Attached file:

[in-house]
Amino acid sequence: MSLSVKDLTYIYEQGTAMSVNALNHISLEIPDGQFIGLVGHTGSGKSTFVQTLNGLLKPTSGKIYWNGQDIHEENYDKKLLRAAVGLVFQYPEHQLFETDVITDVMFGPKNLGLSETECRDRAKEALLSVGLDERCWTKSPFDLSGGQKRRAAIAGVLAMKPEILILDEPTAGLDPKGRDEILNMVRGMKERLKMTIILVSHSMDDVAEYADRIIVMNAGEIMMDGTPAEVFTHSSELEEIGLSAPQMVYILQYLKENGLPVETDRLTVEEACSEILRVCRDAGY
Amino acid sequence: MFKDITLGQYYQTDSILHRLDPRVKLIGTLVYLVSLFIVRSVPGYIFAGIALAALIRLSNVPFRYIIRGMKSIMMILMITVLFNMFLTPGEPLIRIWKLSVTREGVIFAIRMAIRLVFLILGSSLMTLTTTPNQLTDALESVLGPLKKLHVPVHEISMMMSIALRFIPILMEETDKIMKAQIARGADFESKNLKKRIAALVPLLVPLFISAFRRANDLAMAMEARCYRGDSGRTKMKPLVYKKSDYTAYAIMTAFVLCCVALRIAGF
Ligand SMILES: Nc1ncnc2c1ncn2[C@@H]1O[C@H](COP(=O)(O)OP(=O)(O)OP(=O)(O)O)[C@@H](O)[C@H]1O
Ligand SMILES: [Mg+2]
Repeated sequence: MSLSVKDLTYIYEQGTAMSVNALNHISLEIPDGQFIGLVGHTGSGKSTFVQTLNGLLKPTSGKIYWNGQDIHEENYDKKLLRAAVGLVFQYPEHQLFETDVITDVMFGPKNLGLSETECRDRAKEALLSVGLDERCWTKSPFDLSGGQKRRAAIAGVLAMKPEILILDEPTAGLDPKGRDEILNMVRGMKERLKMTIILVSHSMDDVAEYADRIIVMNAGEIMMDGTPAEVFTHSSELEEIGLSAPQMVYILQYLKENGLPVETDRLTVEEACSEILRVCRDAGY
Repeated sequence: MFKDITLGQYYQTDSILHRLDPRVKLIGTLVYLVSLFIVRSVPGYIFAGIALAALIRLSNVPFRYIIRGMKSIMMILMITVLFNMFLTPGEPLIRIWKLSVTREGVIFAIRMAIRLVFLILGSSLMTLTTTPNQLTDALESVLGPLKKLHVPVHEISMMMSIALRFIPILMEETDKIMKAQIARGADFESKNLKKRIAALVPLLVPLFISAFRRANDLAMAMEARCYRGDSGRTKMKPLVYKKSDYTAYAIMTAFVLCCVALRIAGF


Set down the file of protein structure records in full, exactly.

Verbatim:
[in-house]
Amino acid sequence: MSLSVKDLTYIYEQGTAMSVNALNHISLEIPDGQFIGLVGHTGSGKSTFVQTLNGLLKPTSGKIYWNGQDIHEENYDKKLLRAAVGLVFQYPEHQLFETDVITDVMFGPKNLGLSETECRDRAKEALLSVGLDERCWTKSPFDLSGGQKRRAAIAGVLAMKPEILILDEPTAGLDPKGRDEILNMVRGMKERLKMTIILVSHSMDDVAEYADRIIVMNAGEIMMDGTPAEVFTHSSELEEIGLSAPQMVYILQYLKENGLPVETDRLTVEEACSEILRVCRDAGY
Amino acid sequence: MFKDITLGQYYQTDSILHRLDPRVKLIGTLVYLVSLFIVRSVPGYIFAGIALAALIRLSNVPFRYIIRGMKSIMMILMITVLFNMFLTPGEPLIRIWKLSVTREGVIFAIRMAIRLVFLILGSSLMTLTTTPNQLTDALESVLGPLKKLHVPVHEISMMMSIALRFIPILMEETDKIMKAQIARGADFESKNLKKRIAALVPLLVPLFISAFRRANDLAMAMEARCYRGDSGRTKMKPLVYKKSDYTAYAIMTAFVLCCVALRIAGF
Ligand SMILES: Nc1ncnc2c1ncn2[C@@H]1O[C@H](COP(=O)(O)OP(=O)(O)OP(=O)(O)O)[C@@H](O)[C@H]1O
Ligand SMILES: [Mg+2]
Repeated sequence: MSLSVKDLTYIYEQGTAMSVNALNHISLEIPDGQFIGLVGHTGSGKSTFVQTLNGLLKPTSGKIYWNGQDIHEENYDKKLLRAAVGLVFQYPEHQLFETDVITDVMFGPKNLGLSETECRDRAKEALLSVGLDERCWTKSPFDLSGGQKRRAAIAGVLAMKPEILILDEPTAGLDPKGRDEILNMVRGMKERLKMTIILVSHSMDDVAEYADRIIVMNAGEIMMDGTPAEVFTHSSELEEIGLSAPQMVYILQYLKENGLPVETDRLTVEEACSEILRVCRDAGY
Repeated sequence: MFKDITLGQYYQTDSILHRLDPRVKLIGTLVYLVSLFIVRSVPGYIFAGIALAALIRLSNVPFRYIIRGMKSIMMILMITVLFNMFLTPGEPLIRIWKLSVTREGVIFAIRMAIRLVFLILGSSLMTLTTTPNQLTDALESVLGPLKKLHVPVHEISMMMSIALRFIPILMEETDKIMKAQIARGADFESKNLKKRIAALVPLLVPLFISAFRRANDLAMAMEARCYRGDSGRTKMKPLVYKKSDYTAYAIMTAFVLCCVALRIAGF